The Deaf Community Demands More

Summarized by Caitlin Aurigemma, staff writer

While millions from around the world tuned in to watch the memorial service for iconic South African president Nelson Mandela and were treated to eloquent and memorable eulogies by world leaders and Madela’s family alike, those within the deaf community were left with confusion and frustration regarding the inadequacy of the interpreter during the event. Though a major scandal in its own right, writer, ASL interpreter, and advocate for the Deaf and Hard of Hearing community Lydia Callis believes this incident can create a dialogue for public discussion about the current injustices those in the deaf community face and how they can make their voice heard.

Though the Mandela interpreter affair created a stir within the deaf and hearing community alike, Callis says this is not the first time that those who are deaf or hard of hearing have been exposed to such preventable injustices.

An example of one particular incident that Callis cites is one involving the Seattle Men’s Chorus where deaf patrons posted an open letter online asking for an ASL interpreter who could adequately communicate the remarkable performances put on by the chorus for those within the deaf community; a feat the current interpreter could not deliver for the chorus’s deaf audience.

With those in the deaf community facing challenges of unqualified interpreters and intelligible text on Closed Captioned TV on a daily basis, Callis says those within the deaf community have taken to Internet platforms to voice their discontent with the everyday challenges they face. A noteworthy example Callis uses is when Deaf South African Parliament member, Wilma Newhoudt-Druchen, tweeted her outrage over the incompetency of the interpreter during Mandela’s memorial.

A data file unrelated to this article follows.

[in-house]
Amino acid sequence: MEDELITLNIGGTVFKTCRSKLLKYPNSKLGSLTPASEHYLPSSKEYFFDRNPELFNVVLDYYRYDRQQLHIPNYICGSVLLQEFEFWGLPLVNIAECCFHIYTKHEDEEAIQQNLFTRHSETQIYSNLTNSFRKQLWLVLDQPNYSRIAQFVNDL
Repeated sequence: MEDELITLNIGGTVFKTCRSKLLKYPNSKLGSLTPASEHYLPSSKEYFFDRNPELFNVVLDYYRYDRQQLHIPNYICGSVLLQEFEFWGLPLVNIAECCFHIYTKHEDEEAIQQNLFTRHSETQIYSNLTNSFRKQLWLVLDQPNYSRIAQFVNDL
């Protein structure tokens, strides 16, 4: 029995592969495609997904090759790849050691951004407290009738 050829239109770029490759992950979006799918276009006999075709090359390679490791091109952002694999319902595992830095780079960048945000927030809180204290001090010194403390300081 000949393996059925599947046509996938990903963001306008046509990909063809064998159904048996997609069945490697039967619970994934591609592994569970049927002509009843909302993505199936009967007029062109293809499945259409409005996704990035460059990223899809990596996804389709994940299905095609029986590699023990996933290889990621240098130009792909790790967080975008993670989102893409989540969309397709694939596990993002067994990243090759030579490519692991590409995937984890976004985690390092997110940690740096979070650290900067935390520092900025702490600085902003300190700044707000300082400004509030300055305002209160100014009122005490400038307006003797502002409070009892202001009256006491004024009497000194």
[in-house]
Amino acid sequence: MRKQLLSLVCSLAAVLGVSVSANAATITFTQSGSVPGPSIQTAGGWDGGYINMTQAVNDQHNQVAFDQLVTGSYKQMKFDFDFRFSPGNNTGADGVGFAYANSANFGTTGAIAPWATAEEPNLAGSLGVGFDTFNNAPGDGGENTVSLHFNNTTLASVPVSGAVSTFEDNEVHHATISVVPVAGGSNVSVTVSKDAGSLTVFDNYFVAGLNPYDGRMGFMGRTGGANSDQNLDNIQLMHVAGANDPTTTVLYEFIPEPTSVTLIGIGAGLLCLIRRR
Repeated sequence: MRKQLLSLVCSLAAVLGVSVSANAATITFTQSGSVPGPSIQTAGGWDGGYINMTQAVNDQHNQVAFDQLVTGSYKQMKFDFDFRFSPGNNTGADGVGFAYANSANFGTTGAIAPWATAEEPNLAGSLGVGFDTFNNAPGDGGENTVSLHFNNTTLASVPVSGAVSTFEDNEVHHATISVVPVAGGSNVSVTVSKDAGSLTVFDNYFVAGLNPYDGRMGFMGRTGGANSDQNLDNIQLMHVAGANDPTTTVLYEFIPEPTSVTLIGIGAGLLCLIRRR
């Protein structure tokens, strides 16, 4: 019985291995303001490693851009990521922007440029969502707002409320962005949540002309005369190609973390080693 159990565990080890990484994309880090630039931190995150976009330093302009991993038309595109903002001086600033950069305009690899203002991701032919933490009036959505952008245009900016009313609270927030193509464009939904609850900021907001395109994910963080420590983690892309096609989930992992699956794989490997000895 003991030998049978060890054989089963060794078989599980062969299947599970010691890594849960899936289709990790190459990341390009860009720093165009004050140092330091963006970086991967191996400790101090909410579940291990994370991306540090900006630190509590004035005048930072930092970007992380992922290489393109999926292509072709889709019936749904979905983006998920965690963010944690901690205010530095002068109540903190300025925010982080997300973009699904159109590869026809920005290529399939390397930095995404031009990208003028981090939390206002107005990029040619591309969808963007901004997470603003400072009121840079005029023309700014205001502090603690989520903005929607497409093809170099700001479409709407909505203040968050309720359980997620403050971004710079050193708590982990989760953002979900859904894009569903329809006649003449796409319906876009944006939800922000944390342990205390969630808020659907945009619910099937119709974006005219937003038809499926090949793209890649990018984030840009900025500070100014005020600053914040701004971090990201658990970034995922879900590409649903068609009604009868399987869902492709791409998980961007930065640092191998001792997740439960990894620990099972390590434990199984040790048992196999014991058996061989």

With many others echoing Newhoudt-Druchen’s displeasure, Callis believes through the power of the Internet, deaf communities worldwide will be able to connect and expose the often embarrassing lack of standardization within their own governments.

With the Mandela interpreter incident serving as a catalyst, Callis says that people around the world are taking notice of the issues that deaf and hard of hearing people face and it’s now imperative that those within the deaf and hard hearing community demand changes and proper standardization that they for too long have been denied.

Read the original article here.

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